Teen Steroid Use Concerns Authorities
THE occasional famous athlete found using steroids may get the headlines, but authorities are even more concerned about the widespread abuse of these potentially harmful drugs in high school - and even earlier. Lured by dreams of athletic glory, or simply a more muscular appearance, as many as a half million American adolescents use or have used anabolic steroids according to a recent report in the Journal of the American Medical Association.
One typical case involving a 15-year-old football player was described by Dr. Robert Willix of Ft. Lauderdale, Fla., who has done research in the field.
``The boy's parents began noticing an incredible increase in his size, and also a drastic change in his personality.'' Dr. Willix said. ``His school work became erratic, he had rage attacks, and he began threatening his father.''
Tests revealed steroid use, and the boy promised to stop. But he soon went back, this time refusing to quit, and again becoming physically threatening.
``Basically, the boy had gone from a normal teen-ager to a psychologically impaired, angry human being inside of one year, and had to be put into a drug rehabilitation program,'' Willix said.
Far from being an isolated incident, this sort of problem is more widespread than was previously believed, according to a study conducted by Pennsylvania State University professor William Buckley and colleagues. In a sampling of 3,403 senior boys at 46 public and private high schools, 6.6 percent reported current or past use. The authors say this ``suggests that between 250,000 and 500,000 adolescents in the country have used or are currently using these drugs.''
While athletes were the main users, they were hardly the only ones.
``We asked very specifically what the primary motivation was,'' says Mr. Buckley. ``Most indicated it was to enhance athletic performance. But 26.7 percent said it was for appearance.''
Dr. Clarence Noe, who publishes a guide on the subject for high school and middle school students in Broward County, Fla., also cited this aspect.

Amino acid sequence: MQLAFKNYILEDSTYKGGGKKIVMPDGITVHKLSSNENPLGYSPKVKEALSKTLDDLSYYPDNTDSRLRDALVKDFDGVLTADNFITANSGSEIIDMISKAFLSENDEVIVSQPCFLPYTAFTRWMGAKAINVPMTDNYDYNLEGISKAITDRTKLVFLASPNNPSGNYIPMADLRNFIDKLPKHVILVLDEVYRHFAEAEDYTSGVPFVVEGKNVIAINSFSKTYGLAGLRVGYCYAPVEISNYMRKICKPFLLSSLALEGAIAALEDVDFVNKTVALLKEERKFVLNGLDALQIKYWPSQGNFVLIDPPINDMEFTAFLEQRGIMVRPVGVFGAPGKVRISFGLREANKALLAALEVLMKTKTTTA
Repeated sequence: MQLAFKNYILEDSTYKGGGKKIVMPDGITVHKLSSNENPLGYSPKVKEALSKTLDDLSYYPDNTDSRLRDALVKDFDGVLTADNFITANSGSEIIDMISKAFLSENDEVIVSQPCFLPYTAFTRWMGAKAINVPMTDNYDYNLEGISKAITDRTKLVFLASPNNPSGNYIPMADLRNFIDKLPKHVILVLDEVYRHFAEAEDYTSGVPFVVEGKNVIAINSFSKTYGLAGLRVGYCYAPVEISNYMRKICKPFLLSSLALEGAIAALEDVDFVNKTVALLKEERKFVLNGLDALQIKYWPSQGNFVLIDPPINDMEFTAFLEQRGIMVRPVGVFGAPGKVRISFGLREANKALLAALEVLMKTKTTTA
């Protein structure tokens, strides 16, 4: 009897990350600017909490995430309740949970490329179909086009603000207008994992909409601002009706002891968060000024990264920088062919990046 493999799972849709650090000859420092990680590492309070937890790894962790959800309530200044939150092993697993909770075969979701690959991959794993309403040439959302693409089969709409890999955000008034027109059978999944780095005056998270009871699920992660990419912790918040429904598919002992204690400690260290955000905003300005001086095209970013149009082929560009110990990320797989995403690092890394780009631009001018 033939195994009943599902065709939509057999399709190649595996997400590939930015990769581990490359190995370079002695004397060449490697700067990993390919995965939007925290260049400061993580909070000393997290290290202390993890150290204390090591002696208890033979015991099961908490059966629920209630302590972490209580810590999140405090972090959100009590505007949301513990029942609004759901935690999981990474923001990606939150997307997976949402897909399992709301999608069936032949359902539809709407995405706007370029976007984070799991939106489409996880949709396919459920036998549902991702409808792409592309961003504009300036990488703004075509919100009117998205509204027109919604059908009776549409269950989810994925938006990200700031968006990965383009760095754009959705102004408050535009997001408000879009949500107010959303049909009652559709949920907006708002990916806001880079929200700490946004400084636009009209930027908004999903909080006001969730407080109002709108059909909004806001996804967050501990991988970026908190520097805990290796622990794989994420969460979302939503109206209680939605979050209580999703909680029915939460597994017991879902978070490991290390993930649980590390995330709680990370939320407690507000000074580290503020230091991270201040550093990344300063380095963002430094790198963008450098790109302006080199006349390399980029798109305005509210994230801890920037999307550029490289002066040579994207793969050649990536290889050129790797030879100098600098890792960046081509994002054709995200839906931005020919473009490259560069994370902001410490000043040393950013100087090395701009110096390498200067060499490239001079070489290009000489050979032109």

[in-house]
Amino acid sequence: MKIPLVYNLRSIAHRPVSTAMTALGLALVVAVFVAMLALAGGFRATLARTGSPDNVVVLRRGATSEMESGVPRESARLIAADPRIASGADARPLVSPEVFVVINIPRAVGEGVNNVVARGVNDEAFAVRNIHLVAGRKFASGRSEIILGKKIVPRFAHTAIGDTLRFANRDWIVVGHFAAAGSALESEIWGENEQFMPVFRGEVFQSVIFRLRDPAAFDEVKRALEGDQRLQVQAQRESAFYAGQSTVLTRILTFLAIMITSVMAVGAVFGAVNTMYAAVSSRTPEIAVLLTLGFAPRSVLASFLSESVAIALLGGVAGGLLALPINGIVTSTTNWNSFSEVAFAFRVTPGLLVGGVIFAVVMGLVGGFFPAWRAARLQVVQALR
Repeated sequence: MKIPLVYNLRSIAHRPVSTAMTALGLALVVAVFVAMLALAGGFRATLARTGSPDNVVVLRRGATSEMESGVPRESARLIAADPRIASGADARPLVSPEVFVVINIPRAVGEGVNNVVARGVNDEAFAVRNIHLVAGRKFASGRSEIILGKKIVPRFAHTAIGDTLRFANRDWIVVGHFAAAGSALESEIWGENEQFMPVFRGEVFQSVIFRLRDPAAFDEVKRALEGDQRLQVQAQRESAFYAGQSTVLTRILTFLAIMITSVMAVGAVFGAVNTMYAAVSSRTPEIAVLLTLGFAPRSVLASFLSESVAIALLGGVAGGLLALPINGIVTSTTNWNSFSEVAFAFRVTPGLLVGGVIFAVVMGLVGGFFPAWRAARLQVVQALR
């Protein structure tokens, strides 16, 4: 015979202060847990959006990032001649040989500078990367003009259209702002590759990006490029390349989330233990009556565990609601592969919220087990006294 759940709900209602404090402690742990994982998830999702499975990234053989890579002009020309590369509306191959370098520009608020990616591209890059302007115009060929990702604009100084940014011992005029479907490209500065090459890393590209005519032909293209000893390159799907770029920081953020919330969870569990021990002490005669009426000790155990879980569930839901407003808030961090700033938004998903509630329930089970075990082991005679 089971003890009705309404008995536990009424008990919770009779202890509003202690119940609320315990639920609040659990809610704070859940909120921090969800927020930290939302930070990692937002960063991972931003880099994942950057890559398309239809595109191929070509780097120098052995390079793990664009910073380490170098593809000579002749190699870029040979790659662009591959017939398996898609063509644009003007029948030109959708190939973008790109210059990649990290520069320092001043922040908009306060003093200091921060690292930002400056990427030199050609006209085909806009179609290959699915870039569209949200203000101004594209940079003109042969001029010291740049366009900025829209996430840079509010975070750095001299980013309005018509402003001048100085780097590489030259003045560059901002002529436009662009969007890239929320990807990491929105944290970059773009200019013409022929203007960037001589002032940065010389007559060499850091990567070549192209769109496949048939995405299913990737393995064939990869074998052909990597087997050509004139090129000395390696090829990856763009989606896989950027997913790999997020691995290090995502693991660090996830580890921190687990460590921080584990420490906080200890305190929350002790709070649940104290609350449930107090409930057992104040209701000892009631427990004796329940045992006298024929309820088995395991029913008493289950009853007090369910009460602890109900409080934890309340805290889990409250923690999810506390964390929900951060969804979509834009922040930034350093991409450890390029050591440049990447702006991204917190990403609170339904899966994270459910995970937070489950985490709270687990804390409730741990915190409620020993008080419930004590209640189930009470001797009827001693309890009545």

``We were particularly concerned about the number of non-athletes using steroids to try to be the `Charles Atlas for the beach' type,'' he said. MORE than 38 percent of the users in the Buckley survey said they had started by age 15, indicating that use sometimes begins quite early.
``It gets into the junior high schools, no question about it,'' says Jim Gard, a high school coach and athletic trainer in Ft. Lauderdale who authored the booklet put out by Dr. Noe's office. ``Kids are starting when they're 12 or 13 years old - or even earlier.''
The consensus, though, is that while there are some such instances, the big problem in terms of numbers begins around ninth grade.
Medical authorities say prolonged use of steroids may cause cancer, heart disease, liver disease, or sterility. These dangers have been spelled out in numerous publications, including the regular monthly pamphlets put out by the National Federation of State High School Associations. But doctors are faced now with a ``credibility gap'' created by their initial skepticism about whether the drugs actually had any effect.
``Unfortunately, without scientific proof, the profession felt it was probably more of a placebo effect than anything,'' says Dr. Robert Voy, the United States Olympic Committee's director of sports medicine. ``Now when we come back with the information that these drugs are harmful, the athletes figure we don't really know what we're talking about.''
The sale or purchase of steroids without a prescription is illegal in the US, but those close to the scene say they are increasingly easy to obtain. Most of the users in the Buckley survey said they got drugs on the black market, but about 21 percent cited a physician, pharmacist, or veterinarian as the main source.
Authorities are cautiously optimistic, however, that as young people learn about the hazards, the ``credibility gap'' will be overcome and use will decline.